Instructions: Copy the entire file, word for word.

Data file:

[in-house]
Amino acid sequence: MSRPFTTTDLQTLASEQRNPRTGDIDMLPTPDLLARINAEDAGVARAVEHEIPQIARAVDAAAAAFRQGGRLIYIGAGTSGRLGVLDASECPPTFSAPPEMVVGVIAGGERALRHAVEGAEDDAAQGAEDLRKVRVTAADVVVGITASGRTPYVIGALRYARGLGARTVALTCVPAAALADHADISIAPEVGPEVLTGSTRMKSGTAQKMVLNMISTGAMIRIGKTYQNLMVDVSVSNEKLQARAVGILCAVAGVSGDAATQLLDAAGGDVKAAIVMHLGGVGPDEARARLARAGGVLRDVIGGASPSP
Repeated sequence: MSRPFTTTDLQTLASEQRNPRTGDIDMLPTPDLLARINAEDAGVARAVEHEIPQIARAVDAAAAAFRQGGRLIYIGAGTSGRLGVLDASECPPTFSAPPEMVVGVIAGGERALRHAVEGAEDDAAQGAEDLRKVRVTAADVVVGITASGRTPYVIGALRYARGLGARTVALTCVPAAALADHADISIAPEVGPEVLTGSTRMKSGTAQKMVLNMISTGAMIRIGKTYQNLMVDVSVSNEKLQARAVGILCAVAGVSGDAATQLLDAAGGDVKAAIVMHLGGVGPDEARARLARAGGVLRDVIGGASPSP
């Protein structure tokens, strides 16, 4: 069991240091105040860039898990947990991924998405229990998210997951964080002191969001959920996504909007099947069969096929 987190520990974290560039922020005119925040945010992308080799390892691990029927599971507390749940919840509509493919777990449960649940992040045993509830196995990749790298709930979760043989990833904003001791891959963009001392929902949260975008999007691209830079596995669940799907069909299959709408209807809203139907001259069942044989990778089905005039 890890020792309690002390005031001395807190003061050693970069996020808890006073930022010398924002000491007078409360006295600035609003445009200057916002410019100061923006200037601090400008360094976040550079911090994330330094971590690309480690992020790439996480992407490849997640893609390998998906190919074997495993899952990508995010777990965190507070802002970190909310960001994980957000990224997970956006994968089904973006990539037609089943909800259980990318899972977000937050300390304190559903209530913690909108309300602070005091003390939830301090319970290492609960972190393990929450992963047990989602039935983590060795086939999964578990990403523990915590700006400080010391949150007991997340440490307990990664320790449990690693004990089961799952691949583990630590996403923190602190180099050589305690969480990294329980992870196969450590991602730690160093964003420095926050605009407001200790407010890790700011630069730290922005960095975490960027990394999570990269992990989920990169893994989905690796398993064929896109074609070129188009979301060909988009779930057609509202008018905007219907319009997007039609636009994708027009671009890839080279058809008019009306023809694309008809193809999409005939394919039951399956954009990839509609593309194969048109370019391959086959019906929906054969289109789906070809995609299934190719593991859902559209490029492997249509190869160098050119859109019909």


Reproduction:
[in-house]
Amino acid sequence: MSRPFTTTDLQTLASEQRNPRTGDIDMLPTPDLLARINAEDAGVARAVEHEIPQIARAVDAAAAAFRQGGRLIYIGAGTSGRLGVLDASECPPTFSAPPEMVVGVIAGGERALRHAVEGAEDDAAQGAEDLRKVRVTAADVVVGITASGRTPYVIGALRYARGLGARTVALTCVPAAALADHADISIAPEVGPEVLTGSTRMKSGTAQKMVLNMISTGAMIRIGKTYQNLMVDVSVSNEKLQARAVGILCAVAGVSGDAATQLLDAAGGDVKAAIVMHLGGVGPDEARARLARAGGVLRDVIGGASPSP
Repeated sequence: MSRPFTTTDLQTLASEQRNPRTGDIDMLPTPDLLARINAEDAGVARAVEHEIPQIARAVDAAAAAFRQGGRLIYIGAGTSGRLGVLDASECPPTFSAPPEMVVGVIAGGERALRHAVEGAEDDAAQGAEDLRKVRVTAADVVVGITASGRTPYVIGALRYARGLGARTVALTCVPAAALADHADISIAPEVGPEVLTGSTRMKSGTAQKMVLNMISTGAMIRIGKTYQNLMVDVSVSNEKLQARAVGILCAVAGVSGDAATQLLDAAGGDVKAAIVMHLGGVGPDEARARLARAGGVLRDVIGGASPSP
């Protein structure tokens, strides 16, 4: 069991240091105040860039898990947990991924998405229990998210997951964080002191969001959920996504909007099947069969096929 987190520990974290560039922020005119925040945010992308080799390892691990029927599971507390749940919840509509493919777990449960649940992040045993509830196995990749790298709930979760043989990833904003001791891959963009001392929902949260975008999007691209830079596995669940799907069909299959709408209807809203139907001259069942044989990778089905005039 890890020792309690002390005031001395807190003061050693970069996020808890006073930022010398924002000491007078409360006295600035609003445009200057916002410019100061923006200037601090400008360094976040550079911090994330330094971590690309480690992020790439996480992407490849997640893609390998998906190919074997495993899952990508995010777990965190507070802002970190909310960001994980957000990224997970956006994968089904973006990539037609089943909800259980990318899972977000937050300390304190559903209530913690909108309300602070005091003390939830301090319970290492609960972190393990929450992963047990989602039935983590060795086939999964578990990403523990915590700006400080010391949150007991997340440490307990990664320790449990690693004990089961799952691949583990630590996403923190602190180099050589305690969480990294329980992870196969450590991602730690160093964003420095926050605009407001200790407010890790700011630069730290922005960095975490960027990394999570990269992990989920990169893994989905690796398993064929896109074609070129188009979301060909988009779930057609509202008018905007219907319009997007039609636009994708027009671009890839080279058809008019009306023809694309008809193809999409005939394919039951399956954009990839509609593309194969048109370019391959086959019906929906054969289109789906070809995609299934190719593991859902559209490029492997249509190869160098050119859109019909």